Investors take stock of Kuwait's rumour mill

They don't provide goods or services. But 'paper companies' flourish in Kuwait.

Traders in Kuwait call them "paper stocks", shares of companies with little intrinsic worth and no purpose other than plying the rumour mill for quick profits on the country's chaotic market. Every weekday, scores of traders lounge on red seats on the sprawling Kuwait Stock Exchange floor, looking up at glowing screens that ring the room, some of them buying and selling shares of these empty hulks of companies.

"Paper stocks have no operational profit or anything," says Ahmad Qasem, a broker who works in an office near the floor. "They just do day trading." As Kuwait strives to modernise regulations and attract foreign investment to help reverse the market's recent slide, the question of what will happen to these companies, and how the market's entrenched status as a freewheeling and unregulated nexus of speculation will change, has become critical.

Not only in Kuwait but across the Gulf, the same attitudes that made the paper companies flourish - reasons as much historical as they are economic - form an important part of the challenge of participating more fully in the global financial system and latching on to a recovery from the downturn. Much has been said about the need to attract large foreign institutions to the Gulf by strengthening regulations and ending the reign of individual speculators. That, however, would mean unravelling a decades-old status quo.

For now, though, many companies in Kuwait still play the circular paper-stock game: they raise money by selling shares to the public, then put much of the proceeds back into the market on which they are listed, including in their own shares and those of companies owned by executives and board members. Naser al Nafisi, the general manager of the Al Joman Center for Economic Consultancy, says there are about 30 of these companies in Kuwait. "They are real estate companies, but there is no real estate, food companies but there is no food," he says. "They should be delisted because they are not adding value to the economy. They're not sticking to their objectives, and usually they have no staff because one person can run the company, because it's a paper company. It's quite shameful to Kuwait's economy that we have these companies."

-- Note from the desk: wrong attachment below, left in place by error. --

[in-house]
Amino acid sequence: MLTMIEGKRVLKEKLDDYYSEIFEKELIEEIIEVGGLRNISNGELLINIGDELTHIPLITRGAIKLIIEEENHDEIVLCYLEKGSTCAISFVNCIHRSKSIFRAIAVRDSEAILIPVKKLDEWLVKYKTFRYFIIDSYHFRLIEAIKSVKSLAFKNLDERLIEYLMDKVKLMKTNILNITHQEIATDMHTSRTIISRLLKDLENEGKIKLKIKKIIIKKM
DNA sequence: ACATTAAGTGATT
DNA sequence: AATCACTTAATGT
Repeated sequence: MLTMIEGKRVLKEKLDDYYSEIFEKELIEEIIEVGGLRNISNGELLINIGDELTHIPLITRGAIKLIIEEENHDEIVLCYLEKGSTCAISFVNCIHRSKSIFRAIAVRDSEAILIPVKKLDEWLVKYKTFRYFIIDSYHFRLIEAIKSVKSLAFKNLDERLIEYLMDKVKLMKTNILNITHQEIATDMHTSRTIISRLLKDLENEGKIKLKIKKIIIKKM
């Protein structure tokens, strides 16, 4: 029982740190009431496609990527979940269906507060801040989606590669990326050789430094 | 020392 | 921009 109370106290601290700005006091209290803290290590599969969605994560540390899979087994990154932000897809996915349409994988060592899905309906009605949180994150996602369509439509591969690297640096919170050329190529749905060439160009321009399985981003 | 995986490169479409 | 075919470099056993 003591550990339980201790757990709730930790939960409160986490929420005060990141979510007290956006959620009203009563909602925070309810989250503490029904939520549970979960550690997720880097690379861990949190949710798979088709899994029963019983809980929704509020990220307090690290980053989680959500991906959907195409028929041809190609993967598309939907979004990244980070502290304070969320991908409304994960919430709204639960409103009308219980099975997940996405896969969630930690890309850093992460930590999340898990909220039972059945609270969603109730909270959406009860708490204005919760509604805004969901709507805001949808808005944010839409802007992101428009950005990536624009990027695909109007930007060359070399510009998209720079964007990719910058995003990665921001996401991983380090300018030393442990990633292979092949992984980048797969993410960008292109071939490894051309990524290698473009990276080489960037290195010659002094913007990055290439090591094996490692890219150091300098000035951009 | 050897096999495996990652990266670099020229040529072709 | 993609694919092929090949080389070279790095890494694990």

Analysts and investors believe a number of these paper companies will fail in the coming years, the victims of their own excess. Many borrowed millions of dinars from banks to finance share purchases, and the value of those portfolios has declined sharply since the middle of 2008, a period during which Kuwaiti stocks have declined in value by 52 per cent. As loans mature and banks ask for their money back, the thinking is that some of these companies will not be able to raise enough cash by selling their holdings, leading to bankruptcy and leaving a trail of financial destruction in their wake.

Much attention lately has also focused on Kuwait's multitude of investment companies and the troubles they have faced. Almost 50 are listed on the stock exchange and some are also expected to go out of business this year. Two of Kuwait's largest investment firms, The Investment Dar and Global Investment House, have been forced into debt restructurings after they could not secure refinancing from banks amid declines in asset values. Global came to a US$1.7 billion (Dh6.24bn) restructuring pact with creditors last year, and The Investment Dar, which owns half of the high-end car maker Aston Martin, yesterday started legal action to enforce its $3.5bn planned debt restructuring.